Janet Yellen replaces Ben Bernanke as the Chairperson of the Federal Reserve (the Fed) on January 1, 2014, pending her congressional confirmation. Yellen led the Federal Reserve Bank of San Francisco (FRBSF) from 2004-2010 and has held a professorship at U.C. Berkeley since 1985. She is currently the Vice Chair of the Fed.

Yellen was one of the first Fed economists to predict the collapse of the housing bubble and financial crisis. Since then, she has remained in step with current Fed Chair Bernanke’s policies. As Fed Chair, Yellen plans to continue Bernanke’s monetary stimulus, resulting in a favorable reception amongst liberal ideologues and Wall Street champions.

Yellen helmed the San Francisco Fed during the height of the subprime mortgage crisis and ensuing bumpy plateau recovery. However, despite her reputation as a “liberal” economist, Yellen did little to curb the lending abuses that occurred during the Millennium Boom.

Some of her policy stances include:

  • a liberal view of inflation with a generous annual target of 2% to 2.5% as a way to combat unemployment;
  • a regulated financial market, as markets (and people) do not act rationally;
  • economic stimulus as a tool for job growth; and
  • transparency of Fed actions.

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Yellen’s time in San Francisco is the best news out of this appointment. She and her husband, George A. Akerlof, fellow U.C. Berkeley economics professor and collaborator of Nobel winner Robert J. Shiller, have a long-standing stake in California’s markets. Further, Yellen knows just how significant California’s economy is to the U.S. (and the global community), as it boasts the ninth largest economy in the world.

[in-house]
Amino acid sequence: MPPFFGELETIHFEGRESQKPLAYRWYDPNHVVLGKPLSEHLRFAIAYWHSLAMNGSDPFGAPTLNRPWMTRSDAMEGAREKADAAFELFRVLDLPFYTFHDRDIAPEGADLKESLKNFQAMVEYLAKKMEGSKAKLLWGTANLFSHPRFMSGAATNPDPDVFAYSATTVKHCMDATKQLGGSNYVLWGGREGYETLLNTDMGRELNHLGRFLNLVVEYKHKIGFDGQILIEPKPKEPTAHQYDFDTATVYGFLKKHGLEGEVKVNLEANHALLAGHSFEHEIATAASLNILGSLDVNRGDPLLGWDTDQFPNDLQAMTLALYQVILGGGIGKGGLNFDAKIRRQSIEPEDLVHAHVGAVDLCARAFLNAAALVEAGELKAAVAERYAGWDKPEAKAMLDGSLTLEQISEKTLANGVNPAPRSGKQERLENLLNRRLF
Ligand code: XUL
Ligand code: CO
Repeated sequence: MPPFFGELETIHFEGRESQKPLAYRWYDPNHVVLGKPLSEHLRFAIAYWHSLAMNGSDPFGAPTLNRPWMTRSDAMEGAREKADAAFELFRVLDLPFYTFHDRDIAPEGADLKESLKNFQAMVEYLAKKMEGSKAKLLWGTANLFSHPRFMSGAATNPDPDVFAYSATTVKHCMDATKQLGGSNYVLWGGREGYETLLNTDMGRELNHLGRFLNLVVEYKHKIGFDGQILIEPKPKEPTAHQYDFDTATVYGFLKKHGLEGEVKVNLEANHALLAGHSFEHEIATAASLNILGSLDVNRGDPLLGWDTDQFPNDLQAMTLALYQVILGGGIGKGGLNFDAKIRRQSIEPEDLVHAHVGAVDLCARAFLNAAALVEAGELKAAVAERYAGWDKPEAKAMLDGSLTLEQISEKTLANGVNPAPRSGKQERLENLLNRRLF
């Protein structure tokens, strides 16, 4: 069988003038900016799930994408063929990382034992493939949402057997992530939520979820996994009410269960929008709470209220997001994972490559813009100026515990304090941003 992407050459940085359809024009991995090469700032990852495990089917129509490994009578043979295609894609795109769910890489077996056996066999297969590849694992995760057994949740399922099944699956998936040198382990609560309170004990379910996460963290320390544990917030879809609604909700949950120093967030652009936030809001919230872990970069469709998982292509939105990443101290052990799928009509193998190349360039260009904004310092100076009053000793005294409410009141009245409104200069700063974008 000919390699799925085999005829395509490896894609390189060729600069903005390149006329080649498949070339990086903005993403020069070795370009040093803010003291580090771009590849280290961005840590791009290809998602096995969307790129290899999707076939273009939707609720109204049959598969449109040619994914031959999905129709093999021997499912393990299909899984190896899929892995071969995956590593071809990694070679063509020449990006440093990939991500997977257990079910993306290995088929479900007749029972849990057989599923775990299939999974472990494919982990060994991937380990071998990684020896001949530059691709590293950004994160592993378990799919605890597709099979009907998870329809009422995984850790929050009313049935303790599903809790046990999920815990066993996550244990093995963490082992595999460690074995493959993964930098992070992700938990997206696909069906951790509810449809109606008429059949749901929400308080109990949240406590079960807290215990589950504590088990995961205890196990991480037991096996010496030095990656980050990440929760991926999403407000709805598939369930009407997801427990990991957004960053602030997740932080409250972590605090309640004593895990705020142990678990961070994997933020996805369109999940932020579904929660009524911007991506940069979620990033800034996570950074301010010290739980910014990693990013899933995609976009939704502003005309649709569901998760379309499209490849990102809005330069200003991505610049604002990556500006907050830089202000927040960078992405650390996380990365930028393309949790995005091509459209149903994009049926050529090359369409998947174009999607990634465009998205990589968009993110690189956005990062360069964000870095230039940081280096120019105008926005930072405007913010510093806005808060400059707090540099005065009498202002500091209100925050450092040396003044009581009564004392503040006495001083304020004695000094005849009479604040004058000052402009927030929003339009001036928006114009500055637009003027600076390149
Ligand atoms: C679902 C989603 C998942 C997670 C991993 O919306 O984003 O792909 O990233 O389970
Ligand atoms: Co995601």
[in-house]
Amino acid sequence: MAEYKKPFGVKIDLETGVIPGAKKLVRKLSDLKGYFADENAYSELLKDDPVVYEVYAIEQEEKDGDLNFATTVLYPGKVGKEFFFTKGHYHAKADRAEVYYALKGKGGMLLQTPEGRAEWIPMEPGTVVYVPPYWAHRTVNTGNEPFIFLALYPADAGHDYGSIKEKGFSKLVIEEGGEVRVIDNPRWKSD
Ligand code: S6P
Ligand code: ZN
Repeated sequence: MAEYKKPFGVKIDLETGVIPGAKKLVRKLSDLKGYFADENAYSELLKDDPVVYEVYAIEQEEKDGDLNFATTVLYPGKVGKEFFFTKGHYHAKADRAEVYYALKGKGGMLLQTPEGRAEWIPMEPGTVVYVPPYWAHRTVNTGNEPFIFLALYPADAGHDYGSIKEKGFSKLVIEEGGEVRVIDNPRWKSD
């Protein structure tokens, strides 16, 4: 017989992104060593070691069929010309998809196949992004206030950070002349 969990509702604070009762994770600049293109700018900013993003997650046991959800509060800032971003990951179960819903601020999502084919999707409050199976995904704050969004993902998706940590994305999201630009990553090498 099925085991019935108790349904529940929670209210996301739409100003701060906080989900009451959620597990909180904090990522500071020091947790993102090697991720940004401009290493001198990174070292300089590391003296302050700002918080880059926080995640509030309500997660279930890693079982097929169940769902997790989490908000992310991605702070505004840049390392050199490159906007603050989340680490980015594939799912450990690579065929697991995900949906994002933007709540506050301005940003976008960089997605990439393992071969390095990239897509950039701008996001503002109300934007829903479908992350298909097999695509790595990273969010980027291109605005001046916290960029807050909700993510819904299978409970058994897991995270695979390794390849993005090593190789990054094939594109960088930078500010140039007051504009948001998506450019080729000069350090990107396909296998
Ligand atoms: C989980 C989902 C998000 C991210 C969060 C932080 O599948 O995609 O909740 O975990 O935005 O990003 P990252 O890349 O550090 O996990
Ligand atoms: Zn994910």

Like her predecessor, Yellen understands a fundamental truth about macroeconomics: a modicum of inflation is a good thing for the labor market. As inflation increases, wages are devalued. This in turn allows firms to hire more workers, thus encouraging job creation in the private sector.

Of course, this job creation comes at the expense of income stagnation for the middle class. More jobs exist, but everyone earns a little less until wages increase.

The eventual outcome of employment and wages in California directly correlates to the future of our housing market. On one hand, we know increased employment will lead to greater home sales volume. But stagnant wages will place downward pressure on prices.

Which do you prefer: more closings per year or larger fees per closing? Does it make a difference?

On a national scale, the most promising stance from Yellen is simply her commitment to transparency.

Remember the mortgage rate spike in June 2013? The rate spike can be directly tied to the Fed’s lack of transparency. Bond market investors became convinced the Fed was cutting its stimulus program. In response to this phantom cut, the bond market raised its bond rates. This rise in turn pushed mortgage rates way beyond what is needed to maintain a steady housing recovery. And the rub? The Fed did not plan on cutting its stimulus and in fact released a statement affirming its plan to continue pumping money.

Will Yellen’s ties to California and her commitment to jobs and transparency help our housing recovery? It’s too early to say, but this change definitely has potential.

Re: Yellen’s Path from Liberal Theorist to Fed Voice for Jobs from The New York Times and How would Janet Yellen balance jobs, inflation as Fed chief? from The Los Angeles Times